Wednesday, June 30, 2010

Just-In-Time For Disaster

"Car production lines worldwide look set to grind to a halt as the flight ban over much of Europe begins to starve manufacturing of key electronic components. ... The problems highlight industry's dependence on complex, worldwide supply chains that need multiple modes of transport to deliver goods and compenents just in time to where they are needed. ... Air freight accounts to a tiny amount of world trade by weight--about 0.5 per cent for the UK. But the disruption has highlighted how it plays a vital role in supplying key, high-value components to many manufacturers. In spite of its tiny volume, it accounts for 25 per cent of UK trade by value. ... They are now looking to revert to a mixture of air and sea, moving goods from aircraft in Dubai on to ships to prevent goods piling up in one place. ... Companies have become more vulnerable to disruption since moving to just-in-time producton methods, where hardly any stock of products in held, said Emma Scott, representation manager for the Chartered Institute of Purchasing & Supply in the UK", John Reed at the FT, 21 April 2010, link:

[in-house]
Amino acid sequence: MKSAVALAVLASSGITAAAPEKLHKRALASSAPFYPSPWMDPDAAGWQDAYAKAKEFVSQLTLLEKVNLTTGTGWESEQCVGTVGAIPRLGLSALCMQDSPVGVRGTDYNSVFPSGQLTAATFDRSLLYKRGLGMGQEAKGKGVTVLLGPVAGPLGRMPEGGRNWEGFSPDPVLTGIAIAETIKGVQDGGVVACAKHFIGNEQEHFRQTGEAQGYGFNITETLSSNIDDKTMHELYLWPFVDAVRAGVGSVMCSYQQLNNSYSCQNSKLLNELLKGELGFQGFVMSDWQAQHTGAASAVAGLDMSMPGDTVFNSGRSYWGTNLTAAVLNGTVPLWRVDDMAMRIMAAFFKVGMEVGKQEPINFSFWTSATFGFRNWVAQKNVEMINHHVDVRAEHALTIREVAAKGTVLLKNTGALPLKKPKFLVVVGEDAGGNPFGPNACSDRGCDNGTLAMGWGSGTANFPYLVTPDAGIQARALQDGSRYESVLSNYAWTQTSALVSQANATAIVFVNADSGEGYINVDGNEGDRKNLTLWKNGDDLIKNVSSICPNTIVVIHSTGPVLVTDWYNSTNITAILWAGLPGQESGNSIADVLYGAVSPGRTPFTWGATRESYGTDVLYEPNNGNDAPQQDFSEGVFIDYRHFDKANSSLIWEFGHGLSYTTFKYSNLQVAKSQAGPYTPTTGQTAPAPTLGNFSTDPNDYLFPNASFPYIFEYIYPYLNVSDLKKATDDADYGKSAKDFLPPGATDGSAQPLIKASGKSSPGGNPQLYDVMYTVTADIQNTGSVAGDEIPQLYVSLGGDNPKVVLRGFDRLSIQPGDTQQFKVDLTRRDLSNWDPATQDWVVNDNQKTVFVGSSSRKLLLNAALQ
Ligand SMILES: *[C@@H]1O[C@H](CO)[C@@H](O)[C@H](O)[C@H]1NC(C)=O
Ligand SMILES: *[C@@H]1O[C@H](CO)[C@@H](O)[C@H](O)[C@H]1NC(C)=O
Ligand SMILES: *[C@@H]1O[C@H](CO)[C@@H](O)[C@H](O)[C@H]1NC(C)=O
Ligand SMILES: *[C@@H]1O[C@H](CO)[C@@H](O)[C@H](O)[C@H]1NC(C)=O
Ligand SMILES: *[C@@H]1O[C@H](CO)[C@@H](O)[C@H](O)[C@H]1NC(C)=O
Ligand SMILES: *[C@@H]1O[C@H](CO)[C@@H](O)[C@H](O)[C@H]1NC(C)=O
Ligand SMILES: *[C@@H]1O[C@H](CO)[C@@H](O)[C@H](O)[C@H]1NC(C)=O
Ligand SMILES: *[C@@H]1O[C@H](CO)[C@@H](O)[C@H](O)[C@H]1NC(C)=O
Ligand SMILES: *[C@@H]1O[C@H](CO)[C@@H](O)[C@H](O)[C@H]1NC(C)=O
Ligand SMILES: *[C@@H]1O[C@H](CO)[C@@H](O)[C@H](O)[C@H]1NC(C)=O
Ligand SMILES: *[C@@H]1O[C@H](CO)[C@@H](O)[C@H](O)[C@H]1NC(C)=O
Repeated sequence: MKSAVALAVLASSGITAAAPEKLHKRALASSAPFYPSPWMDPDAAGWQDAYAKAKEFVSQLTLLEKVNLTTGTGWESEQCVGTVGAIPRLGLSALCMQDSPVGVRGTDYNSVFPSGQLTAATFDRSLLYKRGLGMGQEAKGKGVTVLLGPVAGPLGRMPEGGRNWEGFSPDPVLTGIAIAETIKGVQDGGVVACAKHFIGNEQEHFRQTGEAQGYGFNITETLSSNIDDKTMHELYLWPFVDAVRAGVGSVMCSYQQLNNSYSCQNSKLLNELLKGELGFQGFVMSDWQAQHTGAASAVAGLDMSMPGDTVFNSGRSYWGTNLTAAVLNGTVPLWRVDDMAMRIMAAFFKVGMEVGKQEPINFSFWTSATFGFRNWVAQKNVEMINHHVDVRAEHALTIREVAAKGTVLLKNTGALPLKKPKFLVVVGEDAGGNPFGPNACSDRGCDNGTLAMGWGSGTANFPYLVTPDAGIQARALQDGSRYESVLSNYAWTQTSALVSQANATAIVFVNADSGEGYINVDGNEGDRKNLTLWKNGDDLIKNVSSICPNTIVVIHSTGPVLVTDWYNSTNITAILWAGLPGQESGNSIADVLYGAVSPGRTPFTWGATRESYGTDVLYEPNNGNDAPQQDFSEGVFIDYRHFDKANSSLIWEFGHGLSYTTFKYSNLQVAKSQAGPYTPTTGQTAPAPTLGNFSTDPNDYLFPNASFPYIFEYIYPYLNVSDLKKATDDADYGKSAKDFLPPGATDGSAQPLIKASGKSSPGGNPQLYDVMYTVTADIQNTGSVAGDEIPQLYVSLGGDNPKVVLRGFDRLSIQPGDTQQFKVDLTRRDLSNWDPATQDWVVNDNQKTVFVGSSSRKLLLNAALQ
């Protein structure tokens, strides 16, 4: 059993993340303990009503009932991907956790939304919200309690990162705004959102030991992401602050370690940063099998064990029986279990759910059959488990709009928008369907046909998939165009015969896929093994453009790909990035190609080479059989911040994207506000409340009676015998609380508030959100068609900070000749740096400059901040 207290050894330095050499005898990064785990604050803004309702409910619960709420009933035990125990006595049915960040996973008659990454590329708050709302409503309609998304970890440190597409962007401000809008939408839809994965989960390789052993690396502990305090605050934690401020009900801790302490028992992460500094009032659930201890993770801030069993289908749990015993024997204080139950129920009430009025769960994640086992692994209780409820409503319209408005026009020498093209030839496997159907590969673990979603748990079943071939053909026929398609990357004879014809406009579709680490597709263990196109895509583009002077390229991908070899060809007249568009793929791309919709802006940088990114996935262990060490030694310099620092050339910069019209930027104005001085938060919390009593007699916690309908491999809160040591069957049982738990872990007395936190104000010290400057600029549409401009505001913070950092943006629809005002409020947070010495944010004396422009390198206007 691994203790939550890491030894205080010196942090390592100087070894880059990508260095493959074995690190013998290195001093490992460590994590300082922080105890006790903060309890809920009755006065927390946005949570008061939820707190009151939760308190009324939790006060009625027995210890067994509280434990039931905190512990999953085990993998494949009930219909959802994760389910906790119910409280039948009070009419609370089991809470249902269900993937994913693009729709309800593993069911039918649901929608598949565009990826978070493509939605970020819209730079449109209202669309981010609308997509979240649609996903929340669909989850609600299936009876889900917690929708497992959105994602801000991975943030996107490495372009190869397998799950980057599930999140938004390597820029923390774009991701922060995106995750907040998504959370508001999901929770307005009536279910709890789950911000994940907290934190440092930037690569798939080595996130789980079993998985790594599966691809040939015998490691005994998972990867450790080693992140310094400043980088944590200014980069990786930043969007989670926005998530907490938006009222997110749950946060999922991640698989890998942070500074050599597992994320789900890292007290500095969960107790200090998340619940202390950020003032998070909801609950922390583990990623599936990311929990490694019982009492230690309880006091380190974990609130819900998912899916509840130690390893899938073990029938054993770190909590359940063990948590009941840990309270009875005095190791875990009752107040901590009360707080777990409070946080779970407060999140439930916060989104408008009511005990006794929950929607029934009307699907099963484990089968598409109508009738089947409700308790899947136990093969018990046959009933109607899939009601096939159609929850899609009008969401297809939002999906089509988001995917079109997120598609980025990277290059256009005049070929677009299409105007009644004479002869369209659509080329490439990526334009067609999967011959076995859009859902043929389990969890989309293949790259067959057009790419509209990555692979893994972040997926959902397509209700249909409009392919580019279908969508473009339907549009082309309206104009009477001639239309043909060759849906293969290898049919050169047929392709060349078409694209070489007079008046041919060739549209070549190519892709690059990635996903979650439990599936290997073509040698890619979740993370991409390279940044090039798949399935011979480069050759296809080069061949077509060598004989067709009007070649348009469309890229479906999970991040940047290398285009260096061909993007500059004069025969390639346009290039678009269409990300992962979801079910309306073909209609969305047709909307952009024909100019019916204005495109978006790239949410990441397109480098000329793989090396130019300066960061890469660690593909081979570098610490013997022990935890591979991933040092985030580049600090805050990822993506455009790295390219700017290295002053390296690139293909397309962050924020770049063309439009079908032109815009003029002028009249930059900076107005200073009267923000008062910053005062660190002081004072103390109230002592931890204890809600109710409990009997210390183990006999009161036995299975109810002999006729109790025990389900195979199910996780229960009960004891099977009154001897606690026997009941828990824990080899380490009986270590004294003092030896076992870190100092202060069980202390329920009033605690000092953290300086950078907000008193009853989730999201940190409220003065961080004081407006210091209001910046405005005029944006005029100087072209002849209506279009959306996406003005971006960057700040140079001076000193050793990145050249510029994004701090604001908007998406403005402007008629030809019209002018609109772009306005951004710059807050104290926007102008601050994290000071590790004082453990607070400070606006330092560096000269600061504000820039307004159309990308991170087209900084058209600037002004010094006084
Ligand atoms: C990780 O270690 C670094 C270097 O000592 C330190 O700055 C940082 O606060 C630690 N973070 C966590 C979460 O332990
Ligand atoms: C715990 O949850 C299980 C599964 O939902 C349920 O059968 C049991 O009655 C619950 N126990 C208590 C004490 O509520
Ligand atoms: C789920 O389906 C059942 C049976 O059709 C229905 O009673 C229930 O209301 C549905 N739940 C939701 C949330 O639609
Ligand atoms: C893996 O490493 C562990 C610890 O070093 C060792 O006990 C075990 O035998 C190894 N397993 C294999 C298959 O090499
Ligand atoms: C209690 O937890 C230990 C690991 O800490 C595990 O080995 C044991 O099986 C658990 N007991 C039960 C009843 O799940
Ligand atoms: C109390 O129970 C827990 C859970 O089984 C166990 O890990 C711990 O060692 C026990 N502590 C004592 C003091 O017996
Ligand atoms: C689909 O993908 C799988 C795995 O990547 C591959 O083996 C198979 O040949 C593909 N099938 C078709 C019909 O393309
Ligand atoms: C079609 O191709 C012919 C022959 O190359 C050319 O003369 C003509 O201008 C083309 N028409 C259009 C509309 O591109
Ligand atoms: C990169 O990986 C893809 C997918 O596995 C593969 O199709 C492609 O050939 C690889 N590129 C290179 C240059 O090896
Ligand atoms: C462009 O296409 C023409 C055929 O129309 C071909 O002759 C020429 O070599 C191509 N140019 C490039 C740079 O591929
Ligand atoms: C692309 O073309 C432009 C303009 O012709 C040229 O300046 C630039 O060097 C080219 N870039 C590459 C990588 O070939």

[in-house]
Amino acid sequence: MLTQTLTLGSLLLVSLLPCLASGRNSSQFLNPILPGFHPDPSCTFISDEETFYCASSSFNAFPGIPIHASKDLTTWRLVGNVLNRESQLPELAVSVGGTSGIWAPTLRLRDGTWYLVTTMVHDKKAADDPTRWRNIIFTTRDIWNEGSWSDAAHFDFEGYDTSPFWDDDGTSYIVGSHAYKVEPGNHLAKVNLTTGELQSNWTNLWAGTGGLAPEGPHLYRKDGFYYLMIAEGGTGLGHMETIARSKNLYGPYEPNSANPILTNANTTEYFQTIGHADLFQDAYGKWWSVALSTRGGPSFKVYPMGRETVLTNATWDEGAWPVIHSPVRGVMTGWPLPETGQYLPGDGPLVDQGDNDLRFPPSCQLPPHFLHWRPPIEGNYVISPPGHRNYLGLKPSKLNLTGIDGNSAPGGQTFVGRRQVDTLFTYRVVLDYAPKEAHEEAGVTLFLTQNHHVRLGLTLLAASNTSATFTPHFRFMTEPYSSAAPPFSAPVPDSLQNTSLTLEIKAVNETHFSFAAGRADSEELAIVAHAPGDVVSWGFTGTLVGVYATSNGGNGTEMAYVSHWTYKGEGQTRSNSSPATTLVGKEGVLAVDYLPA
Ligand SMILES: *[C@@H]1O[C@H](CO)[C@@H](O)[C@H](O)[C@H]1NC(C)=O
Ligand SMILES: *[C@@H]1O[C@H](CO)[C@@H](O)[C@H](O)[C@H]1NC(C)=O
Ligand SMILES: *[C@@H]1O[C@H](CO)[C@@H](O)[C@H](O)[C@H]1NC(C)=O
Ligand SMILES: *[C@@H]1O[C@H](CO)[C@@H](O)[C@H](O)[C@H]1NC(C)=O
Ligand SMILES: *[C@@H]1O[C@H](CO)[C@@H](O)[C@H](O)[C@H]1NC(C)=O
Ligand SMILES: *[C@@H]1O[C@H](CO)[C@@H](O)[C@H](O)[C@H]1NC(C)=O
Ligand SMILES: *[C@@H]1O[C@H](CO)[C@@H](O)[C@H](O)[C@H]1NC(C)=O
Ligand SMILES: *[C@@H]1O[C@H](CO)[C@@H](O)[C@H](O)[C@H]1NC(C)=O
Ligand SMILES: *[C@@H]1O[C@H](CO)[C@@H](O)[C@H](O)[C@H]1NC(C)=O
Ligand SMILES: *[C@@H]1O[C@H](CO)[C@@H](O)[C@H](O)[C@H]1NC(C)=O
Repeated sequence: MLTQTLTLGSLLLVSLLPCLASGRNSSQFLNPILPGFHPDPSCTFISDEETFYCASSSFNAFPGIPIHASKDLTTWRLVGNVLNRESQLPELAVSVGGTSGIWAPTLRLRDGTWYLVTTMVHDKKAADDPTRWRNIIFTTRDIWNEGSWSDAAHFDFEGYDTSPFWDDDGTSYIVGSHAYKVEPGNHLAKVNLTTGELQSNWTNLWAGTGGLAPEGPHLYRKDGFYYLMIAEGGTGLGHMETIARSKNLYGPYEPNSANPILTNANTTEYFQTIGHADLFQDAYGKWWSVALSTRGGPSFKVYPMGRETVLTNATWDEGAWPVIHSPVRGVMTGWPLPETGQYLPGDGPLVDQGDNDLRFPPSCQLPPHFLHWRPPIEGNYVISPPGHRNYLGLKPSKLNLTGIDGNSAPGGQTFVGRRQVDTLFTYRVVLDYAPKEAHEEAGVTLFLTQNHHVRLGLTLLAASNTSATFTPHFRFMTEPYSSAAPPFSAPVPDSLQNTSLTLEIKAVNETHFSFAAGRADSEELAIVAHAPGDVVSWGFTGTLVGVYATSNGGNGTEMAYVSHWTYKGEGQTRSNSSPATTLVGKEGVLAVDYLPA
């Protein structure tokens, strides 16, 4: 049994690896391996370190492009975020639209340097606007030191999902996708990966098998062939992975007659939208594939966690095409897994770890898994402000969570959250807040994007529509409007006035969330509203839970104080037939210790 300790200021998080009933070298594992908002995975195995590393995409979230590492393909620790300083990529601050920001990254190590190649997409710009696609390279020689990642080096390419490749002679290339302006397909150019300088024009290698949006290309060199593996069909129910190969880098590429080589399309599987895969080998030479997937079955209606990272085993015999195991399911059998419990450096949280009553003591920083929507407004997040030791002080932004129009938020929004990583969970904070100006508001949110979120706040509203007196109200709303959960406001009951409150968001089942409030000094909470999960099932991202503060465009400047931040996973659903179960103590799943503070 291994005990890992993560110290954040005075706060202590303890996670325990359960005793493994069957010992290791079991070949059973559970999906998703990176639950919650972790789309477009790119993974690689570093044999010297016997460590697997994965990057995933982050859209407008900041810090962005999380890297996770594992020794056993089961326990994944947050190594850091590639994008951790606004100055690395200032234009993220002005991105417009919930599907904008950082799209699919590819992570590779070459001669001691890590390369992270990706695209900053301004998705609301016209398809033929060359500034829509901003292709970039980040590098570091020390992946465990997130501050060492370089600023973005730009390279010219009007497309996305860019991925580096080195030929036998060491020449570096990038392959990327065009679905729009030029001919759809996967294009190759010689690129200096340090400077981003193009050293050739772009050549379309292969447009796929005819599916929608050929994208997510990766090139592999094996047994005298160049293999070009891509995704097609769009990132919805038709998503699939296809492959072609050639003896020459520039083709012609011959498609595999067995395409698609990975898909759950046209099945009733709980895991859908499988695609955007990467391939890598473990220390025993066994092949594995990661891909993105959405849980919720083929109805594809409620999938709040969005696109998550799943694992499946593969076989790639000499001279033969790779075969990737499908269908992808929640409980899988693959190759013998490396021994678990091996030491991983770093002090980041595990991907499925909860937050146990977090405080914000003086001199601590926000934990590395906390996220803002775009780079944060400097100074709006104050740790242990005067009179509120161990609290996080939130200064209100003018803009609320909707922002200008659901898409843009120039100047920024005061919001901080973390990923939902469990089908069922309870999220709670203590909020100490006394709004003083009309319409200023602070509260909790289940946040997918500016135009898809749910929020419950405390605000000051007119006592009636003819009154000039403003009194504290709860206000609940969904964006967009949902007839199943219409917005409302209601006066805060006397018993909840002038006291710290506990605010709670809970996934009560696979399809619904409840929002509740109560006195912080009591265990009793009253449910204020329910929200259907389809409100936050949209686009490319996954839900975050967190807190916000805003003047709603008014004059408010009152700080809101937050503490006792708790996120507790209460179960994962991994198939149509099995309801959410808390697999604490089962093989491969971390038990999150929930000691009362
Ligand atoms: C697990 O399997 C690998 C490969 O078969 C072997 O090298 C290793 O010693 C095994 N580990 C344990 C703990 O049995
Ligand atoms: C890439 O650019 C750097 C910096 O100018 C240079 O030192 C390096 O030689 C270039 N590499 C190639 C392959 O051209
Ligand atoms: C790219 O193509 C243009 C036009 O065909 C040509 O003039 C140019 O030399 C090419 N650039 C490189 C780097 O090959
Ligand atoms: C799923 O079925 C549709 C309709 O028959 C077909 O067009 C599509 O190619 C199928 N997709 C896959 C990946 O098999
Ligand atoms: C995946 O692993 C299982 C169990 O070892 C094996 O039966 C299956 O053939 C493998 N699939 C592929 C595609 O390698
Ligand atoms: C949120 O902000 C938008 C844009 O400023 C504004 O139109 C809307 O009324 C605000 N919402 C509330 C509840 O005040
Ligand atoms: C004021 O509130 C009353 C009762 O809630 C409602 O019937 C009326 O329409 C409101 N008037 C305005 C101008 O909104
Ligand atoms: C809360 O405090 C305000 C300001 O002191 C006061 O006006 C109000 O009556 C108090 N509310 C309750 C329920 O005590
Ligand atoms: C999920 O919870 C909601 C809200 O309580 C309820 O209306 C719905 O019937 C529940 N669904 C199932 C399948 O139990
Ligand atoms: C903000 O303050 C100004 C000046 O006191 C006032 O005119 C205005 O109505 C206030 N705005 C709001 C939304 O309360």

Just-in-time inventory is a disaster waiting to happen. See my 26 February 2010 post: http://skepticaltexascpa.blogspot.com/2010/02/lean-manufacturings-dangers.html.

2 comments:

Anonymous said...

Yes - from your previous post...

We need slack in the system to avoid major breakdowns.

Ubu said...

My company is getting killed by inventory shortages; we sell our products, but now can't deliver because critical components from Asia take x2 as long. I see big problems down the road for us; it took years to adjust to just-in-time inventory, how long to switch gears to another time frame?

And naturally, our atrocious management is only interested in playing quarterly games of hide the loss, over-state the profit. If you took a snap shot on June 29th, and then on July 5th, you would see two very different balance sheets. Our company song should be "Big Hat, No Cattle," by Randy Newman:

"at the end of quarter, the CFO brought our company together, stood up straight, threw his head back, and lied, lied, lied."